Sometimes in life bad things happen to good people. It is a terrible truism that I, we, all of mankind has tried to understand since the existence of our first sentience moment. People have tried to say that it’s just the way life is and moved on. Some people say that it is in the nature of humanity to be bad and have bad things happen. I believe that bad things happen to good people to keep them good. When bad things happen we are shown humanity and shown the full spectrum of what life is. If there is anything that is taken away from those terrible situations it should be an understanding of what is possible and a thankfulness for what remains.
Sometimes…well sometimes we are allowed to see things that we would have never been able to see otherwise. We are able to learn, appreciate, and understand people. Such is the case of “Nancy” and Southwest Airlines. Those of you know me personally, know that I am not an emotional person. This is a story that does warm my heart though and makes me want to only fly Southwest (which I’m a huge fan of already). Nancy had a murder in her family and called Southwest to let them know. This is her story… after the break…
Last night, my husband and I got the tragic news that our three-year-old grandson in Denver had been murdered by our daughter’s live-in boyfriend.
He is being taken off life support tonight at 9 o’clock and his parents have opted for organ donation, which will take place immediately. Over 25 people will receive his gift tonight and many lives will be saved.
This morning, after only a couple hours sleep, my husband and I began to make all arrangements to get him to Denver to be with our daughter. He is currently on business in LA and is flying Southwest.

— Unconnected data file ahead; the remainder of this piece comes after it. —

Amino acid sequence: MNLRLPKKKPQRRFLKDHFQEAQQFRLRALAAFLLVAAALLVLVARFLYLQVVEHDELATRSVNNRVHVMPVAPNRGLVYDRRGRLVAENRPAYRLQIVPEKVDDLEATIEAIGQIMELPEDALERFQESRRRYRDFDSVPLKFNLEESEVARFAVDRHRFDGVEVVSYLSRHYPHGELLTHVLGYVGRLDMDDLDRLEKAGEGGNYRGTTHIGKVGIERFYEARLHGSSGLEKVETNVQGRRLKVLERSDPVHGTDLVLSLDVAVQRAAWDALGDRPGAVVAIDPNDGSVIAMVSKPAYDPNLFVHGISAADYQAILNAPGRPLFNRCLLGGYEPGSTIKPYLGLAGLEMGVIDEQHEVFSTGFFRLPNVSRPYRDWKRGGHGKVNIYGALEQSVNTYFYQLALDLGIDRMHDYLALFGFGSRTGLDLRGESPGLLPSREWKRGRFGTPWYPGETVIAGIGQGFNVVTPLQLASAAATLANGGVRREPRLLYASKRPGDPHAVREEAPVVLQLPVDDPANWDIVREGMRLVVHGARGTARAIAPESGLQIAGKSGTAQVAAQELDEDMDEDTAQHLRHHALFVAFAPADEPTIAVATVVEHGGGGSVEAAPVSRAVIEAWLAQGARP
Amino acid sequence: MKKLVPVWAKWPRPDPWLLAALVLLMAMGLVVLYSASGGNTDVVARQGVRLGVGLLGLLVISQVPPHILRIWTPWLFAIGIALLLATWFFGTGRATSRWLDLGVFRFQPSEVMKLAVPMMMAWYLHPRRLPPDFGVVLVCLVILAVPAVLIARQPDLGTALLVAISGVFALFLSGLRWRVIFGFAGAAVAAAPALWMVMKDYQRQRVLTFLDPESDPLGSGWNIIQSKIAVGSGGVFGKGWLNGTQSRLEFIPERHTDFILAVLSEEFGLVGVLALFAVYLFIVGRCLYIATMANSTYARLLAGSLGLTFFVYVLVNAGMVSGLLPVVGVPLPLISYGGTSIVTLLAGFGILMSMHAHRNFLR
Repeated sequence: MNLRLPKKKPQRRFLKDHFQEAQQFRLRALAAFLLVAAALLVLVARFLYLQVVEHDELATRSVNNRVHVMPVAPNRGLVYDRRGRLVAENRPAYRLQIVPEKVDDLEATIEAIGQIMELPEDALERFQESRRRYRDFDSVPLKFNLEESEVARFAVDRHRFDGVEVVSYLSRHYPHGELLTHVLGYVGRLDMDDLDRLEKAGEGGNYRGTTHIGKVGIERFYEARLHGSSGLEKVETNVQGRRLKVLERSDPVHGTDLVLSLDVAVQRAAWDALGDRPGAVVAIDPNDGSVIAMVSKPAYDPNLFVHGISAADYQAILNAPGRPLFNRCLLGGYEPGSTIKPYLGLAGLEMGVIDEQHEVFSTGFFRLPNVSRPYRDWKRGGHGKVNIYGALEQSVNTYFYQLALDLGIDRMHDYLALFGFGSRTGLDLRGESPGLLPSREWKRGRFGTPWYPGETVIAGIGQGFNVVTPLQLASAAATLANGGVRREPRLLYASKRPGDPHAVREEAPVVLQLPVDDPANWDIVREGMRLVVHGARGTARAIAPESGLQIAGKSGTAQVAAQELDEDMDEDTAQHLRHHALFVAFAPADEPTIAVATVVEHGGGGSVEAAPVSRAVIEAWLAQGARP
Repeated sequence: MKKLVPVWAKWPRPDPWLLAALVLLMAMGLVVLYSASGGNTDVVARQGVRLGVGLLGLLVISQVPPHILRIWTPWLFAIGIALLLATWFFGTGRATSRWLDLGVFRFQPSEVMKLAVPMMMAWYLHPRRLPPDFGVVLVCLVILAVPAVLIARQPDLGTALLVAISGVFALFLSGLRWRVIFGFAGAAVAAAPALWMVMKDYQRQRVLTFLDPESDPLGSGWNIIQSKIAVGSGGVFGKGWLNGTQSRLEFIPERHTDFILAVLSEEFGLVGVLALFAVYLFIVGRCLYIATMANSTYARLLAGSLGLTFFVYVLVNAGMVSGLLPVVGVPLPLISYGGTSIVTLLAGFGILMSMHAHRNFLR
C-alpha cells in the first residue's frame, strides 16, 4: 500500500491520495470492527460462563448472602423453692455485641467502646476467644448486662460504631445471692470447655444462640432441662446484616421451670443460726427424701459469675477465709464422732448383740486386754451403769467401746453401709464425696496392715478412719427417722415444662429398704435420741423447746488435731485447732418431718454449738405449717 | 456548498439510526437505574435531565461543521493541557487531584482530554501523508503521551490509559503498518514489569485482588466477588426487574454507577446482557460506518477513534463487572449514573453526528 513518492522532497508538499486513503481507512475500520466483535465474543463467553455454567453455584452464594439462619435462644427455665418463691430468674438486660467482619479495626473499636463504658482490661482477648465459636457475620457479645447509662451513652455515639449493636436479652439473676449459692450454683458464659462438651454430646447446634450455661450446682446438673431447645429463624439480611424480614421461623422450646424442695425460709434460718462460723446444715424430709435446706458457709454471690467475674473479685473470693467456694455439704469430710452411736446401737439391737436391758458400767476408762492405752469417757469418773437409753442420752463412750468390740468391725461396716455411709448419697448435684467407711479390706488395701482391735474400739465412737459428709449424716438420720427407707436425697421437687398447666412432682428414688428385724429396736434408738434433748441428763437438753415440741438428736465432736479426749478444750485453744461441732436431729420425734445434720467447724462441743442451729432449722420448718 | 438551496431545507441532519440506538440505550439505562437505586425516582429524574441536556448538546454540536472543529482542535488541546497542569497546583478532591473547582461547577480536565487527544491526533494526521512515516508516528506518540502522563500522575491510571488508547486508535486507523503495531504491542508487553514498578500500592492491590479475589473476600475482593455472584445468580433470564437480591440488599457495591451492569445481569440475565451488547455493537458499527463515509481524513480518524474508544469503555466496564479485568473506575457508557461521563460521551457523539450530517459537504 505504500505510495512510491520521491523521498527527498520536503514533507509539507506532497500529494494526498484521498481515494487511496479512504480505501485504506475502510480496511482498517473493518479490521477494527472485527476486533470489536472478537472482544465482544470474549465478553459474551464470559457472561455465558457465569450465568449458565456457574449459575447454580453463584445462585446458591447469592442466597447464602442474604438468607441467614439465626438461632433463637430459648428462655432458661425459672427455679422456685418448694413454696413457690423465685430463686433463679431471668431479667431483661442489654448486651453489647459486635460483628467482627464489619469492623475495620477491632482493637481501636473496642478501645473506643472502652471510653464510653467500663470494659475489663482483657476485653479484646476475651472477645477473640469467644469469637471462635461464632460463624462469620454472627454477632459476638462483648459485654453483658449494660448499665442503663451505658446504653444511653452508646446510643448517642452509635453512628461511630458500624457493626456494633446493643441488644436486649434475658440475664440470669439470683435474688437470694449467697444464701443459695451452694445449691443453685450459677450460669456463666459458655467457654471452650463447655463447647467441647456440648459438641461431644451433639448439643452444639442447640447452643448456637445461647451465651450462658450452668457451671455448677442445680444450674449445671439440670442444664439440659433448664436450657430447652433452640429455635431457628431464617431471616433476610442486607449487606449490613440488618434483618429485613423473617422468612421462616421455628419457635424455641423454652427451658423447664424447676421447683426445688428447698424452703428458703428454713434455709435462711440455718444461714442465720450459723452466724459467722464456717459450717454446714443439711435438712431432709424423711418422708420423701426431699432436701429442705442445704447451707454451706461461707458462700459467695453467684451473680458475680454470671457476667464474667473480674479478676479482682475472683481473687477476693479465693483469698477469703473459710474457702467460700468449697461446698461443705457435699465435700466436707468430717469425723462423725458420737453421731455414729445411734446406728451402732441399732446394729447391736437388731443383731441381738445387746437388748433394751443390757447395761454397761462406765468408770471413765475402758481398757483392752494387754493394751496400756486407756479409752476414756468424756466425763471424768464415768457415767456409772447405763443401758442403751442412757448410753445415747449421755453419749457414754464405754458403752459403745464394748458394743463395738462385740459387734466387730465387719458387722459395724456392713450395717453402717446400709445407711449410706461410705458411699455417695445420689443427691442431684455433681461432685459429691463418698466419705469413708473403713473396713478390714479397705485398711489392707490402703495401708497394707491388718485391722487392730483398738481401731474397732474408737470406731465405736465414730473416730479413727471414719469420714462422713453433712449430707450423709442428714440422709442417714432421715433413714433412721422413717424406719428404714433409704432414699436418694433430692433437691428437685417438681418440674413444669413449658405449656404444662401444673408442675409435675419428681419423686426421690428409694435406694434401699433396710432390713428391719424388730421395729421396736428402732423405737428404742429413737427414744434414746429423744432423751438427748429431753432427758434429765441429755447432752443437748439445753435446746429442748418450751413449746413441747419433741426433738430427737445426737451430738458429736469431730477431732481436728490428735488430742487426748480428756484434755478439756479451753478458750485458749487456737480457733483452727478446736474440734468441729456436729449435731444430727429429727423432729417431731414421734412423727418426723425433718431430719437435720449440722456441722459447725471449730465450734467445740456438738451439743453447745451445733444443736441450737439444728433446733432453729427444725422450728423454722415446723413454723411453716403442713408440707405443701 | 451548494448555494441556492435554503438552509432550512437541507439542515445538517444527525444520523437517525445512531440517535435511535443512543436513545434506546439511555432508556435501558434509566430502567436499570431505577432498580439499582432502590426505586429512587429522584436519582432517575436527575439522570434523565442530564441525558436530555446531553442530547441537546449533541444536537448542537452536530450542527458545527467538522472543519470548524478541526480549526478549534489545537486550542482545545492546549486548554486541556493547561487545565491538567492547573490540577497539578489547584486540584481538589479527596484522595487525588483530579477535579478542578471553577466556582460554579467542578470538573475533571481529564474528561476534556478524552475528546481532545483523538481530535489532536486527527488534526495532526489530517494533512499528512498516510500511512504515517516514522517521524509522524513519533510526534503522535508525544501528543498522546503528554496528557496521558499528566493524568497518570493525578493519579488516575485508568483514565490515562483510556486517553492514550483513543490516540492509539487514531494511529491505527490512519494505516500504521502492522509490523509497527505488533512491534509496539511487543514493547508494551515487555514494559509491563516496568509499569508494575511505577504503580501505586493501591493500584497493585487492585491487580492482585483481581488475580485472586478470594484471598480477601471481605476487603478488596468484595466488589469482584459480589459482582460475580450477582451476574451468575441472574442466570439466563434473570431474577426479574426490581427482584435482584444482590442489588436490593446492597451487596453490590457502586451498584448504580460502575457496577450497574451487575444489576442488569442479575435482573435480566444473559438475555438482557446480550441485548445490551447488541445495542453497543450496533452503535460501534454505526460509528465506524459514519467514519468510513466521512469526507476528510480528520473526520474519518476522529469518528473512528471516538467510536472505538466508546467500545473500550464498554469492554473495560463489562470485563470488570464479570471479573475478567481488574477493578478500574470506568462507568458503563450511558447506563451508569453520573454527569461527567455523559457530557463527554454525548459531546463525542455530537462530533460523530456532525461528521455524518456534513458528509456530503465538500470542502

While his employer, Northrop Grumman, made arrangements to get his ticket changed so he could get to Tucson today (which he had to do in order to not spend any extra money) I called Southwest to arrange his flight from Tucson to Denver so he would be stepping off one plane and getting on another.
He has several free flights with them so I couldn’t really do it on the website. The ticketing agent was holding back tears throughout the call. I’m actually her step-mother and it’s much more important for my husband to be there than for me to be there.
In LAX, the lines to both check a bag and get through security were exceptional. He got to the airport two hours early and was still late getting to his plane.
Every step of the way, he’s on the verge of tears and trying to get assistance from both TSA and Southwest employees to get to his plane on time.
According to him, everyone he talked to couldn’t have cared less. When he was done with security, he grabbed his computer bag, shoes and belt and ran to his terminal in his stocking feet.
When he got there, the pilot of his plane and the ticketing agent both said, “Are you Mark? We held the plane for you and we’re so sorry about the loss of your grandson.”
The pilot held the plane that was supposed to take off at 11:50 until 12:02 when my husband got there.
As my husband walked down the Jetway with the pilot, he said, “I can’t thank you enough for this.”
The pilot responded with, “They can’t go anywhere without me and I wasn’t going anywhere without you. Now relax. We’ll get you there. And again, I’m so sorry.”
My husband was able to take his first deep breath of the day.
I don’t know any other airline that would have done this.
There is not much to say after that. Sometimes 12 minutes flies by as a waste of time and we don’t know it. Sometimes 12 minutes can mean the difference between being a world away when you need to be right next to someone.
(Yes this article is poorly written, full of dangling participles and bad ellipsis but sometimes…that is what life is made of)